Webster-Stratton Parenting Course, Part 3

Three sessions in, keeping this brief while trying not to get sidetracked by 'Supernatural' on the DVD:

The topic for last week was how to promote our children's thinking skills via descriptive commentary.  Or, in plainer English, the technique of describing everything they do as they do it ("You've got a red block!  And a green one!  And that one's curvy… Look what a tall tower you're building!"), thereby simultaneously showing them you're interested in their doings and helping them pick up all sorts of useful vocabulary.

The instructor started out with a 'how not to do it' illustration, getting one of the group to pretend to be a child playing with some toys while she constantly pestered her with supposedly educational questions ("What are you doing?  What colour is that?  Where is that going to go?"), explained the descriptive commentary technique, and showed us some more what-not-to-do DVDs.  Then we tried it out with another role-play, with me as the mother and another group member as the child; I do not wish to boast but it appears I have excellent descriptive commentary techniques, with bonus points for acknowledging that a particular activity was difficult, which is a good way of helping children feel more confident when they find something hard. 

Hmmm… we must have done more than that but that's all I can remember (which is probably just as well – why did I think it would be such an interesting idea to record every session?).  The homework is, once again, to do some kind of learning-type play for ten minutes daily, and to read Chapter 2 in the book, which is on praise, our topic for next week.  (We still don't have the books, but there's a copy at the meetings so I speed-read the chapter before I left – it isn't very long.)  There's also an extra activity for any time in the next three weeks, for which we have a choice of either going to the library with our children (no thanks – trips out with both children are not so much learning and bonding activities as 'Pray God I make it home with the same number of children I started the day with'), or playing with our children in the classroom.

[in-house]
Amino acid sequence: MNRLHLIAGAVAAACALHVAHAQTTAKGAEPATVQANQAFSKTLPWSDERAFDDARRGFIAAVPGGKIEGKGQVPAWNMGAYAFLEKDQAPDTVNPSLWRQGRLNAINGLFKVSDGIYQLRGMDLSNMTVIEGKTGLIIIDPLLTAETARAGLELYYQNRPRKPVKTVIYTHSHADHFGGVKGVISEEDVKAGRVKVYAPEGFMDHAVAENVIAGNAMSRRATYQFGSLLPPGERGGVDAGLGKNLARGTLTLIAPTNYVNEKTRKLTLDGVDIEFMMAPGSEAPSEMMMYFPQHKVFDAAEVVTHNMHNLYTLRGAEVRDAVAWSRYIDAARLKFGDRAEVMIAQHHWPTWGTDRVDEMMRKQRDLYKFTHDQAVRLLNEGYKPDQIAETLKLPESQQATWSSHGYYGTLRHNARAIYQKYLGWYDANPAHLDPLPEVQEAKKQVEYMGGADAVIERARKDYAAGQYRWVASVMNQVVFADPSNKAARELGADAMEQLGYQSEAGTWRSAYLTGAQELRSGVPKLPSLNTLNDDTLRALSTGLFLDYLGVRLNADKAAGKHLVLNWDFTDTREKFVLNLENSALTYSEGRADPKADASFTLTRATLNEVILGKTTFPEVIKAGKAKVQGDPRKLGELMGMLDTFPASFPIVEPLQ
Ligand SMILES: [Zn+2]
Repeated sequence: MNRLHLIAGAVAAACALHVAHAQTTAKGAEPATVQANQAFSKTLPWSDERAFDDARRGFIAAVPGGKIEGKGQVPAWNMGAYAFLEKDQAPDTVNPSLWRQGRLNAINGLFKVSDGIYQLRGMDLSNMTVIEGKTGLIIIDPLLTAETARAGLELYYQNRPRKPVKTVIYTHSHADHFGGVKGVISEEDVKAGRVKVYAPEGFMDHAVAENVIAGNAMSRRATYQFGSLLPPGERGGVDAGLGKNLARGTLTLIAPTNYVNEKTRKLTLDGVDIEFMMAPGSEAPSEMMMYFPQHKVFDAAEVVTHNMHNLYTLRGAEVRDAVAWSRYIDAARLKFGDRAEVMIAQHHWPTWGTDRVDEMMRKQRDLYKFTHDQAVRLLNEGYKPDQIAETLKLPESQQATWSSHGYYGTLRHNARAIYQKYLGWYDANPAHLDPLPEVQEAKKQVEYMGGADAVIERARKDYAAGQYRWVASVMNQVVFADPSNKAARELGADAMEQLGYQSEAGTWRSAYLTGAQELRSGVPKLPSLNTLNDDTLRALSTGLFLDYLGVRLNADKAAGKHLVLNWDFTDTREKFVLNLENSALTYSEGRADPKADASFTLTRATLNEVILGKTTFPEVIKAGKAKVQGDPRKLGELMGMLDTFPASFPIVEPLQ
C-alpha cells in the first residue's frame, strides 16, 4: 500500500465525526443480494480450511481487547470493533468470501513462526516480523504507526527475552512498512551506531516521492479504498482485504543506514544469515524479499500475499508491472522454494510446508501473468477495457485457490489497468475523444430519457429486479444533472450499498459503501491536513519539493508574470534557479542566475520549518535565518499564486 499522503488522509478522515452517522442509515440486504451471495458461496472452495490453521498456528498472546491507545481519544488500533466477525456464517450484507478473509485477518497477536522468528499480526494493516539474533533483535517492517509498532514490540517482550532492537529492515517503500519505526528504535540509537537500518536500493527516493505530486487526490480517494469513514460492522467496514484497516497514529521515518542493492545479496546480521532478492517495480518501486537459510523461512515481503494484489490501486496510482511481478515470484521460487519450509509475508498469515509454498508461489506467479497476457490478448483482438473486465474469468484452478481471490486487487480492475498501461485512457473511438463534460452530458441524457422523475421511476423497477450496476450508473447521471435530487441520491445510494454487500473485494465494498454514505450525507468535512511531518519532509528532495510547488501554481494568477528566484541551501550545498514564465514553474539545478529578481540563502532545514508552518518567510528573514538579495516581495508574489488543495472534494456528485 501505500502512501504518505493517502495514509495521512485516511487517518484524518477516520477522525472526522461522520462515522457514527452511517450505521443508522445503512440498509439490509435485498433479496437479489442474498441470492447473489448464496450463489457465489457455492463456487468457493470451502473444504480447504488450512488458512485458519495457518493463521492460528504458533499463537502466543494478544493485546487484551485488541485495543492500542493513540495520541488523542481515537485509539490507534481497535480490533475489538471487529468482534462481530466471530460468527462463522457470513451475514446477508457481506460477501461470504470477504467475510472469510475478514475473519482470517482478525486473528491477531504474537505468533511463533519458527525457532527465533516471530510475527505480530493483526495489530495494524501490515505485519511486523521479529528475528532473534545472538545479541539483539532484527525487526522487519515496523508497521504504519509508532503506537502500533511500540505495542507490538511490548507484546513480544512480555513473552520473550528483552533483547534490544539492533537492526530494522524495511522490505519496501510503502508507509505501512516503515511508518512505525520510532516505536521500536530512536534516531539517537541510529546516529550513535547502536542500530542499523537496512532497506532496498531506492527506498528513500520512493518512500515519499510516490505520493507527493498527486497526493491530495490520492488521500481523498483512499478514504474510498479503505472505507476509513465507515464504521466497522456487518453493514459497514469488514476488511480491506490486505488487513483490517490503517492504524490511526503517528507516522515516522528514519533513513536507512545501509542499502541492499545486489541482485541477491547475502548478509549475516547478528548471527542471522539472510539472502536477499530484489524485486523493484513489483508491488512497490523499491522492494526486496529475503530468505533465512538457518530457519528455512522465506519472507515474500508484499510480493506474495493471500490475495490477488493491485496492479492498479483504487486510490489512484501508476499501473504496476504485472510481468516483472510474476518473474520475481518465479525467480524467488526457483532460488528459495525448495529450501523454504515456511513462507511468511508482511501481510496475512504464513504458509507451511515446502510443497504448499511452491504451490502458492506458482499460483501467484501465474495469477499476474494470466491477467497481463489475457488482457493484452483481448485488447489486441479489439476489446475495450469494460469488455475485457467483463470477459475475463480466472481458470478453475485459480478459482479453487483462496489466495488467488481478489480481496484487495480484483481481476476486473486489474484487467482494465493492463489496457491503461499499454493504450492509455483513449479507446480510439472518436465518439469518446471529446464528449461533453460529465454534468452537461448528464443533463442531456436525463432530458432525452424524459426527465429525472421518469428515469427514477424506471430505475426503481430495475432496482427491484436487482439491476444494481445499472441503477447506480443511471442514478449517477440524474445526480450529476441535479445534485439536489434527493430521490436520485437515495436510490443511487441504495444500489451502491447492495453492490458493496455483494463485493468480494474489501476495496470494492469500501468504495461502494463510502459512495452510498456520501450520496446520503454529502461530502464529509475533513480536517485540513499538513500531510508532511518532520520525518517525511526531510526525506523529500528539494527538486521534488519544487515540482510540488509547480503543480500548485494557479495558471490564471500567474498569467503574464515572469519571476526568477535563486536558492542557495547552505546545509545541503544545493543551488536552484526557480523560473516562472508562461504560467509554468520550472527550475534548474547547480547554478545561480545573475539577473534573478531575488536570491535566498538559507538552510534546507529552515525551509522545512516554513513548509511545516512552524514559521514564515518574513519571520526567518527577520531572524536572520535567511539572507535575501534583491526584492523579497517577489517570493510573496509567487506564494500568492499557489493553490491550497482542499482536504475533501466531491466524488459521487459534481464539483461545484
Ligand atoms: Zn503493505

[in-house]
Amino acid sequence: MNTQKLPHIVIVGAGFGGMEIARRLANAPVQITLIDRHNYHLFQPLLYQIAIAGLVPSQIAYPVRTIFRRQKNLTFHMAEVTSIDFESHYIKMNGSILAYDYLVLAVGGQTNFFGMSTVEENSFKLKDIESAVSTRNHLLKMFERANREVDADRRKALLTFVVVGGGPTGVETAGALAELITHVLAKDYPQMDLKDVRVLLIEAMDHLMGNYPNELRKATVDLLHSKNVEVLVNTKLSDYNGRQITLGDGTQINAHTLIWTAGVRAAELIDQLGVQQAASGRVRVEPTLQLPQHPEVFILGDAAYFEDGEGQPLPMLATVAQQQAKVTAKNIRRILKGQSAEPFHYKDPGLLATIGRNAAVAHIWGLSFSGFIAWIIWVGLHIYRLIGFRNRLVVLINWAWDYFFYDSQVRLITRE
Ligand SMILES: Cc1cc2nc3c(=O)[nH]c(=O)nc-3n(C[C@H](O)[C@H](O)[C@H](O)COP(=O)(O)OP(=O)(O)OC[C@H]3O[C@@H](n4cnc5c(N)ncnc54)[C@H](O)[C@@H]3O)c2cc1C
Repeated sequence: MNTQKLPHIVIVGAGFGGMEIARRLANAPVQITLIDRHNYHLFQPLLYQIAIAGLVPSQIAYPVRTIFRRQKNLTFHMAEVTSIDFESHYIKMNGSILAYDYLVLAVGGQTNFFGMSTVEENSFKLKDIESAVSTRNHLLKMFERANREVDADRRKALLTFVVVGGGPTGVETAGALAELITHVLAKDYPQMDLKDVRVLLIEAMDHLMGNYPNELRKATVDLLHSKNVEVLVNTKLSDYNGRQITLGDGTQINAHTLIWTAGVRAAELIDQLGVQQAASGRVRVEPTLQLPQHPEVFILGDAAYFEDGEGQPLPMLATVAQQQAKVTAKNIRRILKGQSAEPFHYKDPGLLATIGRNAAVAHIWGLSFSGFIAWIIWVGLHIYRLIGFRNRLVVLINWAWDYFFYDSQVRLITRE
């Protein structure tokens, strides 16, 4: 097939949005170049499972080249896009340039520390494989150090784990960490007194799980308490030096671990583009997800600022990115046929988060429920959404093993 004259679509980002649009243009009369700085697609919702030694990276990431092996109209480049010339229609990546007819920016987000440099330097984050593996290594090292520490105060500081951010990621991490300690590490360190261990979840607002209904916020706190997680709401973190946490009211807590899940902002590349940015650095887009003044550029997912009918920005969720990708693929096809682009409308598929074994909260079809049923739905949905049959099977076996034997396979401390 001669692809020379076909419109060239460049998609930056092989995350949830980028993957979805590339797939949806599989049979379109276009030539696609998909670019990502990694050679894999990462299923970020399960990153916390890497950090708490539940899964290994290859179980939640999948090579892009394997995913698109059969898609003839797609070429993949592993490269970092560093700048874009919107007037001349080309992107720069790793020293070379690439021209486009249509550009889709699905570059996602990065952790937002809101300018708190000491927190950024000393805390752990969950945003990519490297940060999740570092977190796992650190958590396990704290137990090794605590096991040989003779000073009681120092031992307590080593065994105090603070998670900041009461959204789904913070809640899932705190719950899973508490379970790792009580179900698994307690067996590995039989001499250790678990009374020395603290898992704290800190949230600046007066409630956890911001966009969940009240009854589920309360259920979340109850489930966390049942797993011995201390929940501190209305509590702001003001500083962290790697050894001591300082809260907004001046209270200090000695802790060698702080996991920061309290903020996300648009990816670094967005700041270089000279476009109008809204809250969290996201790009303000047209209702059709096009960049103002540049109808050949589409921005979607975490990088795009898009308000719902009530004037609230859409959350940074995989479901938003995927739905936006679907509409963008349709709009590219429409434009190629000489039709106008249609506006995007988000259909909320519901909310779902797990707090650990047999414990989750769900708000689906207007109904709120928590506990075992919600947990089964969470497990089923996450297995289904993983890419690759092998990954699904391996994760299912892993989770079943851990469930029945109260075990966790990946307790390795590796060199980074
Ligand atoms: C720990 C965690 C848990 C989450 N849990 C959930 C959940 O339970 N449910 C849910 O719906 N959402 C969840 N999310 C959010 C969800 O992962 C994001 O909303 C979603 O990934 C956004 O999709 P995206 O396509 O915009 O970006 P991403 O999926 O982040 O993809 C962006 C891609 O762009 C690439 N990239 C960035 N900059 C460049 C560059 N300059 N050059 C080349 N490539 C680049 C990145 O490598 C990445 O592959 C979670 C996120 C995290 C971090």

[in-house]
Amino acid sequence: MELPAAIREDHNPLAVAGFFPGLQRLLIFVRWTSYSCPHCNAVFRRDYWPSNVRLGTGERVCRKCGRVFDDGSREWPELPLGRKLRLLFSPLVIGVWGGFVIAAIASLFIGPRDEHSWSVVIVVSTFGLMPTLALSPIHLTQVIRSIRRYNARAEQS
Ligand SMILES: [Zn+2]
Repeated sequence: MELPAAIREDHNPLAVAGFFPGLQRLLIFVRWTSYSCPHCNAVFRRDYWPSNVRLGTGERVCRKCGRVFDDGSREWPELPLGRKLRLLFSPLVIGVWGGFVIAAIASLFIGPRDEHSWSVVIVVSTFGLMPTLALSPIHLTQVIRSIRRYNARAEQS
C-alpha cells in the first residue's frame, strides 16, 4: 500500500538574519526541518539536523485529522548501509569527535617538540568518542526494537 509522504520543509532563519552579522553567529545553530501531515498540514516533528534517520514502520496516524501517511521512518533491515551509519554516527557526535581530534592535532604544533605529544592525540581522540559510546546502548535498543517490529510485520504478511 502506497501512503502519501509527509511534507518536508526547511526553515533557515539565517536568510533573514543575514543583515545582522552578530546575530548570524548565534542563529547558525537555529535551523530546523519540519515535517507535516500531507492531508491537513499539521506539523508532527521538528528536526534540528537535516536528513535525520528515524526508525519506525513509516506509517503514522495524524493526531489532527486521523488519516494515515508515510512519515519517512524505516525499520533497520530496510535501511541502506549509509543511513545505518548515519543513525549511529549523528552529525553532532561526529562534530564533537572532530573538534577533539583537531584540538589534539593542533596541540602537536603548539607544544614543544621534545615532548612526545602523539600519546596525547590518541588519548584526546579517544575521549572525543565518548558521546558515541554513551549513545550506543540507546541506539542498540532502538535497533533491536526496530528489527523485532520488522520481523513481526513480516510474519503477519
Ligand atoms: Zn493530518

Finally, we're now supposed to be forming a buddy system whereby we have another person from the group whom we phone every week to talk to about how it's going and share hot tips; this sounds like a good idea but we put it on hold due to being two people short that week.  I'm not sure how we're going to do it given that there are an odd number in the group, but we can sort that out next week. That's about it.  Meanwhile, I am also pleased to be able to relate that Sam and Dean have defeated the encroaching forces of evil for yet another episode.  Good night.

1 Comment

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One response to “Webster-Stratton Parenting Course, Part 3

  1. Granny C

    I have been following this interesting thread in detail. I am wondering if the techniques are directly applicable with an autistic child or whether they need significant adaptation. You haven’t commented on the children’s reactions to the technique which would be interesting to follow. iI expect it is an eyeopener to realise just how hard it is to get 10 minutes a day per child without dealing with the other child’s interventions. Interesting to have an update on the reactions of the children and if you can see any difference in interaction. So bottom line is that it is an interesting idea. I had never heard of this programme but have heard of the Triple P parenting approach which is more used in London area. I believe it originated in Australia but not sure. So, bottom line, thank you for these updates. Pity there are not more people on the course.

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